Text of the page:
For lots more exciting info about me, please go to my main home - www.joshuaseigal.co.uk

Wednesday, 23 July 2014

The Nasty Box - workshop idea for all ages

I have lost count of the number of times I've visited schools to discover that the children have been using Kit Wright's famous poem 'The Magic Box' as a model for their own writing. The poem is very well suited to this, filled as it is with rich imagery wrapped up in a scaffold that is very easy and enjoyable to mimic. But why not go for something a little more original, or at least give children the option of going in a different direction? Instead of a magic box filled with wonder, why not have a 'nasty box' filled with bad stuff? This has the advantage of maintaining the helpful scaffolding whilst at the same time fostering a sense of mischievousness in subverting the original piece.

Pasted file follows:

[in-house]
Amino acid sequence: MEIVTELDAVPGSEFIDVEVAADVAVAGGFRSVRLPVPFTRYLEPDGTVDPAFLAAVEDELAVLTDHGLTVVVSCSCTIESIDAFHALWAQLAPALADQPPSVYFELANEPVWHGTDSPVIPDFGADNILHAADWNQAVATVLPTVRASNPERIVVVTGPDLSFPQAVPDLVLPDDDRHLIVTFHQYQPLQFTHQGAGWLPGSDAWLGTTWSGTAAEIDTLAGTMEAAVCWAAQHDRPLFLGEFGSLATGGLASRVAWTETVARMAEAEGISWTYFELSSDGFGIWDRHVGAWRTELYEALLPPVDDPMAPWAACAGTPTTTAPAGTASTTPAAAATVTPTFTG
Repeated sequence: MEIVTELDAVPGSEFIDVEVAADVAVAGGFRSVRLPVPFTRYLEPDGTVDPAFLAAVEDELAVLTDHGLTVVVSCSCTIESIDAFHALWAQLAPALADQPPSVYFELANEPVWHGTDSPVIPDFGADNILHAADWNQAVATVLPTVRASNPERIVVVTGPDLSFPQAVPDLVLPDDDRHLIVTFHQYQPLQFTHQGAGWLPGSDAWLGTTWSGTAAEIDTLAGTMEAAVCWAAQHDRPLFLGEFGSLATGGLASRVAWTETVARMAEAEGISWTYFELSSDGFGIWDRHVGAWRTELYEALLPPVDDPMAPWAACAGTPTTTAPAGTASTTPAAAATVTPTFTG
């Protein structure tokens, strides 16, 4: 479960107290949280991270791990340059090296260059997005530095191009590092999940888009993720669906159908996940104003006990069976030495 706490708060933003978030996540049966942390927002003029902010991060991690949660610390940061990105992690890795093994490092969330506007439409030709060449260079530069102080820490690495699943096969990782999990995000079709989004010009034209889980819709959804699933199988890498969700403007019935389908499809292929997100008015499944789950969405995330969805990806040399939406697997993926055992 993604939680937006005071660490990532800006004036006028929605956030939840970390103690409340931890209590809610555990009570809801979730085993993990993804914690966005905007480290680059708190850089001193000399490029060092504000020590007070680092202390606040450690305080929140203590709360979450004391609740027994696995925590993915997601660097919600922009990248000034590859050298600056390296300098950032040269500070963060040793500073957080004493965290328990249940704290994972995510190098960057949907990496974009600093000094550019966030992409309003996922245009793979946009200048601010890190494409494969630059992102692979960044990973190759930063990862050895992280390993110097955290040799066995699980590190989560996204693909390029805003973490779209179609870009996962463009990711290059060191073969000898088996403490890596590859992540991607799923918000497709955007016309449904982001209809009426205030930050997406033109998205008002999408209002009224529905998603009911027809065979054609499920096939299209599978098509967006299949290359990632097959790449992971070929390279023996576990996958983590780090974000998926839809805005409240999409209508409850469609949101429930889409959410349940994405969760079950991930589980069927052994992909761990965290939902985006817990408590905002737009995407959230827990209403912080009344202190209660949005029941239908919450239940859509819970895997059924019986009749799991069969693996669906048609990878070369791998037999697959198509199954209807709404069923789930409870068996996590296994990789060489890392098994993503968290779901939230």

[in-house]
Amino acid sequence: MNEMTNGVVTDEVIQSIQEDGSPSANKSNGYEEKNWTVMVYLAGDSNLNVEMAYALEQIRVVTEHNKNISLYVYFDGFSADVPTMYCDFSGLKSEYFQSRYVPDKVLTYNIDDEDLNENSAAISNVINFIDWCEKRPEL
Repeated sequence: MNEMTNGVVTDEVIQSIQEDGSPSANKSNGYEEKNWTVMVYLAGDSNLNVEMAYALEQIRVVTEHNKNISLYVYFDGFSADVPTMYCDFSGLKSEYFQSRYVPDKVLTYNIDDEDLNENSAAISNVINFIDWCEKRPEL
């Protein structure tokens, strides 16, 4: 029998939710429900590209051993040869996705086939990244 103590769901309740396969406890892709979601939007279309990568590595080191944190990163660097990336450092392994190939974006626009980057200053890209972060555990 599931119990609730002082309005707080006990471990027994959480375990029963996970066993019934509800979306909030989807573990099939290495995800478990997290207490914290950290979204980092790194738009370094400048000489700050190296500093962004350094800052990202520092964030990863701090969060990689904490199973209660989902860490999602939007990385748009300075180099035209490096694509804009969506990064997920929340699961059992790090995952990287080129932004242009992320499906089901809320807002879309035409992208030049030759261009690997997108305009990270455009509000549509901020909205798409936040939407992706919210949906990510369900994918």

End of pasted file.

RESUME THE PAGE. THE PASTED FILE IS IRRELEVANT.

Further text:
In my poem 'The Nasty Box' below, I have maintained Wright's structure, whilst changing the nature of the box. 

The Nasty Box

I will put in the box

the bark of a dog, keeping me awake at night,
lava from the mouth of an angry volcano
the graze on my knee from when I fell over.

I will put in the box

a snowball filled with bits of dirt,
a fizzy drink that’s gone warm and flat,
a stomach ache and a trip to the doctor.

I will put in my box

the deafening taunts of a thousand bullies,
a snarling teacher with sharpened fangs,
the red crosses on my failed homework.

My box is fashioned from decaying bark
with fungus on the lid and ants in the corner.
Its hinges are the knuckles terrible ogres.

I shall bury my box
deep in the bowels of a dense forest
where, like a lost tribe,
it will never be discovered.


As ever, I'd start by getting children to write a list of bad things, perhaps memories, people they find annoying, or things they find ugly, distasteful or scary. I would then introduce Wright's poem, and compare it with my own above, before letting the children loose on their own pieces. 

Please note that there are many famous poems that can be subverted in this way. Another great example could be Adrian Henri's poem 'Love Is'. Why not get children to write a poem called 'Hate Is'. I personally find the latter much more fun!

No comments:

Post a comment